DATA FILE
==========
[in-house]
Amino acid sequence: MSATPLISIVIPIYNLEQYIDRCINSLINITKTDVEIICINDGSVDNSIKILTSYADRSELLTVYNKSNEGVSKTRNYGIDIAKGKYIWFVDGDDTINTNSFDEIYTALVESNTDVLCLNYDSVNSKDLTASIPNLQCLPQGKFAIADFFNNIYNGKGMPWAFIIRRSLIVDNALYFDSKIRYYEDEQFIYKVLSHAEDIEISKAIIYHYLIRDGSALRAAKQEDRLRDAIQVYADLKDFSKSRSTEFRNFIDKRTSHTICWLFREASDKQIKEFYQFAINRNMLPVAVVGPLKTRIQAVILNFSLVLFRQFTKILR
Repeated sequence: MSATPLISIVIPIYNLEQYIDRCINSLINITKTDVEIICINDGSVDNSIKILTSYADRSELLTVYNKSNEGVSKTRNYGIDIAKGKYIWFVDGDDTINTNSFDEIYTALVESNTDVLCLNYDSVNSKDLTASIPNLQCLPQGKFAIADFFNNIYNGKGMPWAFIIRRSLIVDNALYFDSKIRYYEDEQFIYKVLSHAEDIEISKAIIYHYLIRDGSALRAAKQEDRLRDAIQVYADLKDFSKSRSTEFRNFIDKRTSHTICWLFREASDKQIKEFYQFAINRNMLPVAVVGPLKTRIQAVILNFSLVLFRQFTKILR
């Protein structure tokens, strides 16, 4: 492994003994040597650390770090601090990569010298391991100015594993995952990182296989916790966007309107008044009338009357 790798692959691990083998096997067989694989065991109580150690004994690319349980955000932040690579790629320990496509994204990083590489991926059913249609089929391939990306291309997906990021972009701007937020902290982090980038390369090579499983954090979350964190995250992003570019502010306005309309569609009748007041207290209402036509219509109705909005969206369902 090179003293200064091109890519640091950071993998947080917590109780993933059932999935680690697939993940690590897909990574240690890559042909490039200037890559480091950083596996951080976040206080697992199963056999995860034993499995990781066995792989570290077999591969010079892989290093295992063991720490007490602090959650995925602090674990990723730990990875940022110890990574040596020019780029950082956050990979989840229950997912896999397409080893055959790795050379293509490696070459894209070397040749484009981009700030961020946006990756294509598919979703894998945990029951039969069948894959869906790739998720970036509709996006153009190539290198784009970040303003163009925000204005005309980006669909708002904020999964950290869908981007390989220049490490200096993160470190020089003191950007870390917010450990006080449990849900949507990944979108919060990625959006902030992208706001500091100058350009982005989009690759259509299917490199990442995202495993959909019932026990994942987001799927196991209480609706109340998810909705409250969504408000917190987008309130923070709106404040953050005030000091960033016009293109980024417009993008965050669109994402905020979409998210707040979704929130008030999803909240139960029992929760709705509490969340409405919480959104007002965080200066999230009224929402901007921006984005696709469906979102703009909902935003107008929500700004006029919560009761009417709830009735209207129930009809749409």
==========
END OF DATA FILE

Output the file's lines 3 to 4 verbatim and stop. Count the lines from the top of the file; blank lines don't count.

Repeated sequence: MSATPLISIVIPIYNLEQYIDRCINSLINITKTDVEIICINDGSVDNSIKILTSYADRSELLTVYNKSNEGVSKTRNYGIDIAKGKYIWFVDGDDTINTNSFDEIYTALVESNTDVLCLNYDSVNSKDLTASIPNLQCLPQGKFAIADFFNNIYNGKGMPWAFIIRRSLIVDNALYFDSKIRYYEDEQFIYKVLSHAEDIEISKAIIYHYLIRDGSALRAAKQEDRLRDAIQVYADLKDFSKSRSTEFRNFIDKRTSHTICWLFREASDKQIKEFYQFAINRNMLPVAVVGPLKTRIQAVILNFSLVLFRQFTKILR
């Protein structure tokens, strides 16, 4: 492994003994040597650390770090601090990569010298391991100015594993995952990182296989916790966007309107008044009338009357 790798692959691990083998096997067989694989065991109580150690004994690319349980955000932040690579790629320990496509994204990083590489991926059913249609089929391939990306291309997906990021972009701007937020902290982090980038390369090579499983954090979350964190995250992003570019502010306005309309569609009748007041207290209402036509219509109705909005969206369902 090179003293200064091109890519640091950071993998947080917590109780993933059932999935680690697939993940690590897909990574240690890559042909490039200037890559480091950083596996951080976040206080697992199963056999995860034993499995990781066995792989570290077999591969010079892989290093295992063991720490007490602090959650995925602090674990990723730990990875940022110890990574040596020019780029950082956050990979989840229950997912896999397409080893055959790795050379293509490696070459894209070397040749484009981009700030961020946006990756294509598919979703894998945990029951039969069948894959869906790739998720970036509709996006153009190539290198784009970040303003163009925000204005005309980006669909708002904020999964950290869908981007390989220049490490200096993160470190020089003191950007870390917010450990006080449990849900949507990944979108919060990625959006902030992208706001500091100058350009982005989009690759259509299917490199990442995202495993959909019932026990994942987001799927196991209480609706109340998810909705409250969504408000917190987008309130923070709106404040953050005030000091960033016009293109980024417009993008965050669109994402905020979409998210707040979704929130008030999803909240139960029992929760709705509490969340409405919480959104007002965080200066999230009224929402901007921006984005696709469906979102703009909902935003107008929500700004006029919560009761009417709830009735209207129930009809749409």